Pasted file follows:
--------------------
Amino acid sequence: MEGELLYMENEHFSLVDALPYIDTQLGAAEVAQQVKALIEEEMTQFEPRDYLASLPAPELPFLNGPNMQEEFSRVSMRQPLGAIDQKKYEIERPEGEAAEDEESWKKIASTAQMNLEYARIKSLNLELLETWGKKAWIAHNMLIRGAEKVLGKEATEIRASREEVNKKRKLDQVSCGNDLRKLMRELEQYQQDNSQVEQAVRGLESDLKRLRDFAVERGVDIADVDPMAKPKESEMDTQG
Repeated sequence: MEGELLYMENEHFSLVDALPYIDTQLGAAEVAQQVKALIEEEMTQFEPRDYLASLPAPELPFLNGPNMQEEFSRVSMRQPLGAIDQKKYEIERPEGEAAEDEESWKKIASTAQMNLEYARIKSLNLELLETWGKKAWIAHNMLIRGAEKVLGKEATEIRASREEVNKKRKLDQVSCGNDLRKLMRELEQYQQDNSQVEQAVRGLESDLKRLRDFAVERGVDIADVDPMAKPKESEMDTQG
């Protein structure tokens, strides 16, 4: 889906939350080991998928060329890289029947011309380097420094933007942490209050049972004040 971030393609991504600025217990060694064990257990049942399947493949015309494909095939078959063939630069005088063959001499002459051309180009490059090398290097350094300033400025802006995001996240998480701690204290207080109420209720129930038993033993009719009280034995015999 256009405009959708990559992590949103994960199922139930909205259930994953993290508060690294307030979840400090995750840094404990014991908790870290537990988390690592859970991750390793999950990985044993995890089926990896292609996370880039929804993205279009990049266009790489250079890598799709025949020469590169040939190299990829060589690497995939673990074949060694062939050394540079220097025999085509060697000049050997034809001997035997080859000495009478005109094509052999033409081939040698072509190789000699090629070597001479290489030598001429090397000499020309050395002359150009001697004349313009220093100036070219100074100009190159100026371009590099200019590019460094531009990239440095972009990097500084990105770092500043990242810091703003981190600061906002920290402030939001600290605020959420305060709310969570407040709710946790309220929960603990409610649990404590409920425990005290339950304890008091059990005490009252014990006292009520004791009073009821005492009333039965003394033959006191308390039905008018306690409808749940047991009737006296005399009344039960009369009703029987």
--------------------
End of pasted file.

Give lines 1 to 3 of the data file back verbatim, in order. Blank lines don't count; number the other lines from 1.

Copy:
Amino acid sequence: MEGELLYMENEHFSLVDALPYIDTQLGAAEVAQQVKALIEEEMTQFEPRDYLASLPAPELPFLNGPNMQEEFSRVSMRQPLGAIDQKKYEIERPEGEAAEDEESWKKIASTAQMNLEYARIKSLNLELLETWGKKAWIAHNMLIRGAEKVLGKEATEIRASREEVNKKRKLDQVSCGNDLRKLMRELEQYQQDNSQVEQAVRGLESDLKRLRDFAVERGVDIADVDPMAKPKESEMDTQG
Repeated sequence: MEGELLYMENEHFSLVDALPYIDTQLGAAEVAQQVKALIEEEMTQFEPRDYLASLPAPELPFLNGPNMQEEFSRVSMRQPLGAIDQKKYEIERPEGEAAEDEESWKKIASTAQMNLEYARIKSLNLELLETWGKKAWIAHNMLIRGAEKVLGKEATEIRASREEVNKKRKLDQVSCGNDLRKLMRELEQYQQDNSQVEQAVRGLESDLKRLRDFAVERGVDIADVDPMAKPKESEMDTQG
């Protein structure tokens, strides 16, 4: 889906939350080991998928060329890289029947011309380097420094933007942490209050049972004040 971030393609991504600025217990060694064990257990049942399947493949015309494909095939078959063939630069005088063959001499002459051309180009490059090398290097350094300033400025802006995001996240998480701690204290207080109420209720129930038993033993009719009280034995015999 256009405009959708990559992590949103994960199922139930909205259930994953993290508060690294307030979840400090995750840094404990014991908790870290537990988390690592859970991750390793999950990985044993995890089926990896292609996370880039929804993205279009990049266009790489250079890598799709025949020469590169040939190299990829060589690497995939673990074949060694062939050394540079220097025999085509060697000049050997034809001997035997080859000495009478005109094509052999033409081939040698072509190789000699090629070597001479290489030598001429090397000499020309050395002359150009001697004349313009220093100036070219100074100009190159100026371009590099200019590019460094531009990239440095972009990097500084990105770092500043990242810091703003981190600061906002920290402030939001600290605020959420305060709310969570407040709710946790309220929960603990409610649990404590409920425990005290339950304890008091059990005490009252014990006292009520004791009073009821005492009333039965003394033959006191308390039905008018306690409808749940047991009737006296005399009344039960009369009703029987």